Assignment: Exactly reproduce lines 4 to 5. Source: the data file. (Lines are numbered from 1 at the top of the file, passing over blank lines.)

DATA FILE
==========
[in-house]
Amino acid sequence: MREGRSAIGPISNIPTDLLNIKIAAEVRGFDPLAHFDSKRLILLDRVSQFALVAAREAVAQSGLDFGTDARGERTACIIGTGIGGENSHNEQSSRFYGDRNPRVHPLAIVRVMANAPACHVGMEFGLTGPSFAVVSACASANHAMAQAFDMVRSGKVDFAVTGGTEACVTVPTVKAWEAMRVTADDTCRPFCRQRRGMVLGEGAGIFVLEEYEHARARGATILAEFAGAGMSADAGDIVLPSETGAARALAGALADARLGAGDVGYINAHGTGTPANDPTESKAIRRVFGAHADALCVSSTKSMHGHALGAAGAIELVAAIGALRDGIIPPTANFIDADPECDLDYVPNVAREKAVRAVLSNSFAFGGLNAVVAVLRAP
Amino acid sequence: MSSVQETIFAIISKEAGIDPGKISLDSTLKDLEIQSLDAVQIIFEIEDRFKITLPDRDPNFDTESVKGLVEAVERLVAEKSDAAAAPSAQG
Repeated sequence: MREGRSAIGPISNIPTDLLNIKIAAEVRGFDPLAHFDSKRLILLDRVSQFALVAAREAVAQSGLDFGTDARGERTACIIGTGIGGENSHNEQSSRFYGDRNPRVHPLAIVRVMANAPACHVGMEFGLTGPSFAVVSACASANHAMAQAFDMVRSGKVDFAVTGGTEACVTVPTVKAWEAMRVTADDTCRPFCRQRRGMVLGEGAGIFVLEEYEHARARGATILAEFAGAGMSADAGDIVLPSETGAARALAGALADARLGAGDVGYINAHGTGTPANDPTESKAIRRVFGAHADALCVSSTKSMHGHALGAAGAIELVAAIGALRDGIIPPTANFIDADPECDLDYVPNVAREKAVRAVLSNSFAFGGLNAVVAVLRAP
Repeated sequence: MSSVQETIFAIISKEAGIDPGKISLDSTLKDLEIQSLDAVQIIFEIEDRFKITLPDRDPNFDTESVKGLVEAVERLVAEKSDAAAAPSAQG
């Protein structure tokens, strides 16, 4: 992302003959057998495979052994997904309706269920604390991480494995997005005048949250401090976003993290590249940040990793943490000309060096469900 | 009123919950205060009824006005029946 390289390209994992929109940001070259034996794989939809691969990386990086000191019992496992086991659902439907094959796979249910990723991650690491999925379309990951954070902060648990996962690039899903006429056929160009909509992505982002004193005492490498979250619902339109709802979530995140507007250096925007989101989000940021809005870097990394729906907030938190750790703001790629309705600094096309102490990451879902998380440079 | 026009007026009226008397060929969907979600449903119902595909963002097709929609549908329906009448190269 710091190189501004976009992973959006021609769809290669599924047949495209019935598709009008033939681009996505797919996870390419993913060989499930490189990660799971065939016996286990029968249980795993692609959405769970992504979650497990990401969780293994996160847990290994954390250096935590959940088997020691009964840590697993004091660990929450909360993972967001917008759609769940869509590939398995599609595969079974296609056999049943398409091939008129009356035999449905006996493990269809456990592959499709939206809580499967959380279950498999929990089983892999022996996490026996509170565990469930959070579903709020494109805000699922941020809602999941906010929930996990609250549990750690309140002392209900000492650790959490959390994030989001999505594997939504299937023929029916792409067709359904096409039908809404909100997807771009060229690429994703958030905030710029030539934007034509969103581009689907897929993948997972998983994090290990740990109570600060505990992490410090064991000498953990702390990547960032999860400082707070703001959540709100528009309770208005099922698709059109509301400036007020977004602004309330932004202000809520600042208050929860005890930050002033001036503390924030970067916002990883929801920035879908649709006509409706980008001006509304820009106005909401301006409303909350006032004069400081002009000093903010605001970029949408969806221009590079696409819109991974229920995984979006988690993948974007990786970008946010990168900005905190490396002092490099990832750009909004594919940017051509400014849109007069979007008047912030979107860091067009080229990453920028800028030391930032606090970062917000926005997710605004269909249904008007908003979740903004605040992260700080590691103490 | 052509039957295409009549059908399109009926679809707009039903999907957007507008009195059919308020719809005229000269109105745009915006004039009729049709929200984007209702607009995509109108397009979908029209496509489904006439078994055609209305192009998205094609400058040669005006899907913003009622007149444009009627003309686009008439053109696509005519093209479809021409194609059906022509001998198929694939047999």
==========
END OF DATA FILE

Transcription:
Repeated sequence: MREGRSAIGPISNIPTDLLNIKIAAEVRGFDPLAHFDSKRLILLDRVSQFALVAAREAVAQSGLDFGTDARGERTACIIGTGIGGENSHNEQSSRFYGDRNPRVHPLAIVRVMANAPACHVGMEFGLTGPSFAVVSACASANHAMAQAFDMVRSGKVDFAVTGGTEACVTVPTVKAWEAMRVTADDTCRPFCRQRRGMVLGEGAGIFVLEEYEHARARGATILAEFAGAGMSADAGDIVLPSETGAARALAGALADARLGAGDVGYINAHGTGTPANDPTESKAIRRVFGAHADALCVSSTKSMHGHALGAAGAIELVAAIGALRDGIIPPTANFIDADPECDLDYVPNVAREKAVRAVLSNSFAFGGLNAVVAVLRAP
Repeated sequence: MSSVQETIFAIISKEAGIDPGKISLDSTLKDLEIQSLDAVQIIFEIEDRFKITLPDRDPNFDTESVKGLVEAVERLVAEKSDAAAAPSAQG